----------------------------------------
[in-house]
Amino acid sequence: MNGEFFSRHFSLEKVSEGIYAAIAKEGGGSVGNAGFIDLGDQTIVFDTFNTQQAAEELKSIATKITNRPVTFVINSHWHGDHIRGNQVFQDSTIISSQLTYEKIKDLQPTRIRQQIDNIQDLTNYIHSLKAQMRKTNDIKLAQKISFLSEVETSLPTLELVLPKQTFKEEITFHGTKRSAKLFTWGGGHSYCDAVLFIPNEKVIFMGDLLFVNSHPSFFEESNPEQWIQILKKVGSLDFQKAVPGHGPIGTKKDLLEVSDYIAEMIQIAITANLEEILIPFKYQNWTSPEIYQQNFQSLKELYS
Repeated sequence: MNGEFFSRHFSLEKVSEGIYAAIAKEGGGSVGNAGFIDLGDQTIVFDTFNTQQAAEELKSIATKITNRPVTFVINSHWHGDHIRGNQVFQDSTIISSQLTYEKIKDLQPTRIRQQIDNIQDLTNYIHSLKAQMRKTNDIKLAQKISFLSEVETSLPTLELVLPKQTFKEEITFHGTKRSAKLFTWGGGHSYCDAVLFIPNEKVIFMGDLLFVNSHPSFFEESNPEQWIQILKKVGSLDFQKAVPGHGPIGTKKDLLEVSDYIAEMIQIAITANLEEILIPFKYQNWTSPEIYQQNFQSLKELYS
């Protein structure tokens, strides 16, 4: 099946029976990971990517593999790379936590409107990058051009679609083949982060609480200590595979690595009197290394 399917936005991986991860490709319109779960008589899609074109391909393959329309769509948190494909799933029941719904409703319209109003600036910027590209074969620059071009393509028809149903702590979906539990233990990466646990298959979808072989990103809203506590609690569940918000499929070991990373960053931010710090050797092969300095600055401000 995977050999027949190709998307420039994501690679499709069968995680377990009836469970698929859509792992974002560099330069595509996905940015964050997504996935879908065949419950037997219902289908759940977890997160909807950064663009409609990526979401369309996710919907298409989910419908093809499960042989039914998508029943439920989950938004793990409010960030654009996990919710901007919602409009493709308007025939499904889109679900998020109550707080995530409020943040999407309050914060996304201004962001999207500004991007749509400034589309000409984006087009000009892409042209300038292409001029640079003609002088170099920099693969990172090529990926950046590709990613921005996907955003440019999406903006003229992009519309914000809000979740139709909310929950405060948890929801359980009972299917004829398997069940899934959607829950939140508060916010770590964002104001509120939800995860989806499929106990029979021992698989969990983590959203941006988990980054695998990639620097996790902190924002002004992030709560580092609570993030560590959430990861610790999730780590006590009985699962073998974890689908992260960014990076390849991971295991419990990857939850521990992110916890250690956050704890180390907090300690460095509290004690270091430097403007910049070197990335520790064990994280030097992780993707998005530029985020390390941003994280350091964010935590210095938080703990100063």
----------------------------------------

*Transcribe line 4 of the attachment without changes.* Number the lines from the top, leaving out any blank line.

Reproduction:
């Protein structure tokens, strides 16, 4: 099946029976990971990517593999790379936590409107990058051009679609083949982060609480200590595979690595009197290394 399917936005991986991860490709319109779960008589899609074109391909393959329309769509948190494909799933029941719904409703319209109003600036910027590209074969620059071009393509028809149903702590979906539990233990990466646990298959979808072989990103809203506590609690569940918000499929070991990373960053931010710090050797092969300095600055401000 995977050999027949190709998307420039994501690679499709069968995680377990009836469970698929859509792992974002560099330069595509996905940015964050997504996935879908065949419950037997219902289908759940977890997160909807950064663009409609990526979401369309996710919907298409989910419908093809499960042989039914998508029943439920989950938004793990409010960030654009996990919710901007919602409009493709308007025939499904889109679900998020109550707080995530409020943040999407309050914060996304201004962001999207500004991007749509400034589309000409984006087009000009892409042209300038292409001029640079003609002088170099920099693969990172090529990926950046590709990613921005996907955003440019999406903006003229992009519309914000809000979740139709909310929950405060948890929801359980009972299917004829398997069940899934959607829950939140508060916010770590964002104001509120939800995860989806499929106990029979021992698989969990983590959203941006988990980054695998990639620097996790902190924002002004992030709560580092609570993030560590959430990861610790999730780590006590009985699962073998974890689908992260960014990076390849991971295991419990990857939850521990992110916890250690956050704890180390907090300690460095509290004690270091430097403007910049070197990335520790064990994280030097992780993707998005530029985020390390941003994280350091964010935590210095938080703990100063």